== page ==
BBC Front Desk Publicity
The Trouble With Working Women
Nearly 40 years after the Equal Pay Act, women are still paid on average 17% less than men. This topical series takes a look at the issues facing working women today, talking to high-fliers, business women, academics and mums.
Exploring why there are still only a handful of women in the top jobs in the City and whether it's true that girls who go to single sex schools go on to earn more, presenters Sophie Raworth and Justin Rowlatt (Newsnight reporter and "ethical man") talk to Labour's Deputy Leader Harriet Harman and multi-millionaire lingerie magnate Michelle Mone.
The series also takes a video pod around the country to canvass views about women at work and the issues affecting them.
Jonathan Rhys Meyers continues his brooding interpretation of King Henry VIII.
Written and created by Michael Hirst, season three features an all-star cast, including veteran actors Peter O'Toole (Lawrence Of Arabia) and Max Von Sydow (The Exorcist, Rush Hour 3) as Cardinal Von Waldburg.
Henry's fourth wife, Anne Of Cleves, is played by British soul singer Joss Stone in her first major acting role.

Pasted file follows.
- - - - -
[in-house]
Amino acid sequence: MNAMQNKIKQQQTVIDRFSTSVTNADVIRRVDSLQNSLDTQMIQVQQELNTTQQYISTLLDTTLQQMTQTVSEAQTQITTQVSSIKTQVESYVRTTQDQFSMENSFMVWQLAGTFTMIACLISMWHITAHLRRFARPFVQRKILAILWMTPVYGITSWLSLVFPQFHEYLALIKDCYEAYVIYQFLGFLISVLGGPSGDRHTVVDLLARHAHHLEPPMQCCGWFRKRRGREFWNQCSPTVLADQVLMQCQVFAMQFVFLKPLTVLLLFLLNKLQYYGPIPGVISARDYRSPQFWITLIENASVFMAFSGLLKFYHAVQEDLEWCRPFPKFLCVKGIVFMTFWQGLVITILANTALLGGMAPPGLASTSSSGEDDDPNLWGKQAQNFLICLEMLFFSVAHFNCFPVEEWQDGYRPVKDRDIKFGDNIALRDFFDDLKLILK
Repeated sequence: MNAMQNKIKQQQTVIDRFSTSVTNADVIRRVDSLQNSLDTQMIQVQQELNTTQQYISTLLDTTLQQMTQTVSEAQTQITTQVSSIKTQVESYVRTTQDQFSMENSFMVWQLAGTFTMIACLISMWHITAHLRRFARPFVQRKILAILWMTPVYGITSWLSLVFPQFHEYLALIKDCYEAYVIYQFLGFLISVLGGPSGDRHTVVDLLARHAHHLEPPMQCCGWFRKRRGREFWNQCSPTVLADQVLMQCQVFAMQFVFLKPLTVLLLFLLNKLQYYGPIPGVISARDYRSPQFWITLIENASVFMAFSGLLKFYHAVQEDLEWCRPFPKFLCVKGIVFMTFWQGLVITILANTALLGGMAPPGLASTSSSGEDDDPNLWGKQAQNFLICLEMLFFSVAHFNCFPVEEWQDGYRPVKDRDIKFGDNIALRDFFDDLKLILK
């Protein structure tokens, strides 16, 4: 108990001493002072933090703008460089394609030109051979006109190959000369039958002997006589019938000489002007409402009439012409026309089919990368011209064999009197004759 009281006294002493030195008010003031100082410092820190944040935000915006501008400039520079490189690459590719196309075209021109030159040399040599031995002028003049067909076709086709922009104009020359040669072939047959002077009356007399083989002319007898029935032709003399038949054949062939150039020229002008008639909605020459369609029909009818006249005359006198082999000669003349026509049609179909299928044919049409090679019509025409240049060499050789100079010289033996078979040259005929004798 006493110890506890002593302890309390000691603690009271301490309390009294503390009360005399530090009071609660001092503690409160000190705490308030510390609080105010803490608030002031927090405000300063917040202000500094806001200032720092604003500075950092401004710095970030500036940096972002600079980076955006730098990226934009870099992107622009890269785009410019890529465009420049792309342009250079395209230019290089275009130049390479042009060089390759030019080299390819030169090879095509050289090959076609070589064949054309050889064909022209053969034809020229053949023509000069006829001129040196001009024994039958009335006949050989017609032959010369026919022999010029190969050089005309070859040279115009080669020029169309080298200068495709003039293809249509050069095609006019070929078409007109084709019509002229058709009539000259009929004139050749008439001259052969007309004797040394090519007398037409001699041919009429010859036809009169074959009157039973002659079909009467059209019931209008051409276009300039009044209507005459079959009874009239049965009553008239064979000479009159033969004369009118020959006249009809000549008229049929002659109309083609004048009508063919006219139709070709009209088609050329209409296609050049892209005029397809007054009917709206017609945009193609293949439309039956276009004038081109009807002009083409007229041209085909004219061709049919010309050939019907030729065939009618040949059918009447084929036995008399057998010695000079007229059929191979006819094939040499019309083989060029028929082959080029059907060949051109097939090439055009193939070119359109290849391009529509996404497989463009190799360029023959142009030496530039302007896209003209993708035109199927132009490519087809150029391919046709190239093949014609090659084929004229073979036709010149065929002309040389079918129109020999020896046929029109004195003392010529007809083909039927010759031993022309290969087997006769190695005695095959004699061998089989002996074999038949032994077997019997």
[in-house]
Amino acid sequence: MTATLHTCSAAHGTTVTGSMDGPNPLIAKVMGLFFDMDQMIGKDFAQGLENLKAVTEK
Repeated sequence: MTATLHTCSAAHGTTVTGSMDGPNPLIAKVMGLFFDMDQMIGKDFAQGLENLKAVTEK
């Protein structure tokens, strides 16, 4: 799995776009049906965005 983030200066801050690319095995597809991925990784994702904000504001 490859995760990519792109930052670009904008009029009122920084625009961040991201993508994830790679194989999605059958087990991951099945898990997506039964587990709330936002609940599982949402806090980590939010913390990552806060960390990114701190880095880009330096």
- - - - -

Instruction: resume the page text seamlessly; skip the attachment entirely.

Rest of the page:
The series begins with Henry facing a Catholic rebellion. Led by the charismatic Robert Aske, played by Gerard McSorley (The Constant Gardener, Braveheart), "The Pilgrimage Of Grace" calls more than 40,000 men to arms in Lincolnshire and the north.
Determined to save their old way of life, their Catholic faith and their beautiful monasteries from destruction at the hands of Thomas Cromwell (James Frain) and the Protestant reformers, the rebels prepare to march upon London unless Henry gives in.
In his private life, at least, Henry finds peace and stability. His marriage to Jane Seymour (Annabelle Wallis) brings him happiness and a longed-for son. But when tragedy strikes again, his public and private life is thrown into turmoil.
BBC Front Desk Publicity
What To Eat Now